Carrie Hightman

As chief legal officer at NiSource Inc., one of the country’s leading energy companies, Carrie Hightman founded a women’s leadership program within the 8,000-employee company. The idea was to help develop more women leaders and to retain women. When she asked women at NiSource what they wanted from the group, they said they wanted a mentoring program and a women’s affinity group, both of which were put in place. Hightman herself has served as a mentor for the past two years.

“As a senior female, it’s my duty to help the more junior women, to let them know we care and to give them the developmental tools they need to succeed,” Hightman said. There’s an annual summit where speakers talk about negotiating, critical thinking and communication skills. Hightman said that women in the company find value in the programs for them.

Hightman also is on the board of the Institute for Inclusion in the Legal Profession, which advocates for diversity in law firms, and is a member of the ABA’s Commission on Women in the Profession. In that role, she has worked with female law students to help them succeed in school and in the business world.

“She brings not only a lawyer’s perspective but the perspective of a business person,” said Christine Edwards, a partner at Winston & Strawn. “She’s led a business; she’s done a turnaround; she knows how to lead people and she knows how to influence people.”

Sharon Jones

Sharon Jones’s advocacy on behalf of women and minorities stems from personal experience. She has a degree from Harvard Law School, and yet she has been mistaken for a secretary, a paralegal or a defendant in a case. Wherever she has worked, she has tried to recruit more women into the fold. She co-founded the Black Women Lawyers Association of Chicago because affinity groups help build confidence in their members, she said.

“When you have a group like the BWLA, together they feel empowered,” said Jones, whose consulting firm provides consulting services on diversity for law firms and other groups. “Law firms would say, ‘We can’t find any black women lawyers,’ and then we’d hold a monthly meeting at a firm, and the managing partners would always be shocked to see 30 to 40 black women partners at the lunch.”

Jones co-wrote a guide published by the American Bar Association in 2004 that compiled the best practices for recruitment, retention, development and advancement of women in law firms as well as tools to evaluate progress in gender diversity. She also founded the Harvard Law School Women’s Alliance, whose goal is to increase the presence of women in positions of power.

“I was a young lawyer and feeling very ostracized, and she reached out a hand to me whenever she could,” said Tiffany Harper, the current president of BWLA. “It’s so critical to have women to look to who are pillars in our communities. There’s not anything she hasn’t done.”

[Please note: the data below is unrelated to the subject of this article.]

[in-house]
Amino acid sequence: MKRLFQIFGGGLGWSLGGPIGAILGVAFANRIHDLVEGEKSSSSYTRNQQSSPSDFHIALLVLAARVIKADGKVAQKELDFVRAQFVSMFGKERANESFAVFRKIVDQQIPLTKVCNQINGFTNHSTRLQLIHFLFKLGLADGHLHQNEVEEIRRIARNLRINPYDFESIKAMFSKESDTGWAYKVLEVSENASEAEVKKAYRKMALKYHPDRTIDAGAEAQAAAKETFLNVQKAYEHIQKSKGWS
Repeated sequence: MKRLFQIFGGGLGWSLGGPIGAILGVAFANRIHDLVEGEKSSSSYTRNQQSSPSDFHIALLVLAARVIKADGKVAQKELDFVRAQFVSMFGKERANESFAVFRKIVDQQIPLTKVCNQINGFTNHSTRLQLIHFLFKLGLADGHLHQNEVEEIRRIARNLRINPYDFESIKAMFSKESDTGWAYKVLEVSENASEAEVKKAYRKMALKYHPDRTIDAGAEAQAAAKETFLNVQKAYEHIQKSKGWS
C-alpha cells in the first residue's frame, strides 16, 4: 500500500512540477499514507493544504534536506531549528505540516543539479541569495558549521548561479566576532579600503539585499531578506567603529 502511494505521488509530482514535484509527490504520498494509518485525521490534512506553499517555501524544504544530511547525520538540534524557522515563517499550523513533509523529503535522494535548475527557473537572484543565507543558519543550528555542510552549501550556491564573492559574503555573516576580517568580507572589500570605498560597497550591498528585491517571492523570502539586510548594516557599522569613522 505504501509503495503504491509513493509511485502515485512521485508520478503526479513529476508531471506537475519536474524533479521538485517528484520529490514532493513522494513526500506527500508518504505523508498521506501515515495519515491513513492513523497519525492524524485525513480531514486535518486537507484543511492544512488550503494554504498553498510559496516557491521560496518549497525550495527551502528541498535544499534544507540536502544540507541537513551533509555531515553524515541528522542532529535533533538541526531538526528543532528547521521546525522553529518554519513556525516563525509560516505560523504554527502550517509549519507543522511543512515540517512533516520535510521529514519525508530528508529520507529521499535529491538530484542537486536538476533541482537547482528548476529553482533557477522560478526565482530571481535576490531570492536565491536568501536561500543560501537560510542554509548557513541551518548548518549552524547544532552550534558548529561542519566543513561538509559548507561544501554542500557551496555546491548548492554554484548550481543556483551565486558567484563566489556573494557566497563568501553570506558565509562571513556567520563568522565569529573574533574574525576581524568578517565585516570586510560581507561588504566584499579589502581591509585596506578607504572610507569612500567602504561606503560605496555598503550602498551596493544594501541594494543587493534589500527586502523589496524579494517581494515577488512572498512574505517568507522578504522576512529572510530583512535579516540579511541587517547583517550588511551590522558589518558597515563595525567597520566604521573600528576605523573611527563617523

Stephanie Scharf

For years, Stephanie Scharf had heard the dismal anecdotes about women’s lack of power in the legal profession. With a background in sociology, she was curious about what the data revealed. After she became president of the National Association of Women Lawyers in 2004, she founded an annual survey of the retention and promotion of women in law firms. She also launched the first-ever survey of women’s initiatives at law firms. The results were depressing: While women were entering law firms at the same rate as men, only 15 percent to 16 percent of equity partners were women. The NAWL survey is still in place. Its recent results, however, show little improvement for women—only 17 to 18 percent of equity partners are women.

But she remains undeterred: “I like to help younger women lawyers figure out how to succeed,” said Scharf, whose firm, Scharf Banks Marmor, is majority women-owned. Alluding to the bestselling book “Lean In,” by Facebook Inc. CEO Sheryl Sandberg, Scharf said, “I’m not a believer in all you have to do is lean in and it will work. You have to lean in at an organization that welcomes you and wants you to succeed.”

Women need to be aware of how lawyers succeed in their workplace, Scharf said. They need to know the people who will speak up for them when the firm or corporation allocates work to its members. They need to know how compensation is determined and develop relationships that will result in business for their organizations, she said.

JoAnne Epps, dean of Temple University Beasley School of Law, calls Scharf “indefatigable.”

“She is absolutely committed to working to improve the role and status and impact of women lawyers,” Epps said. “She really did some path-breaking.”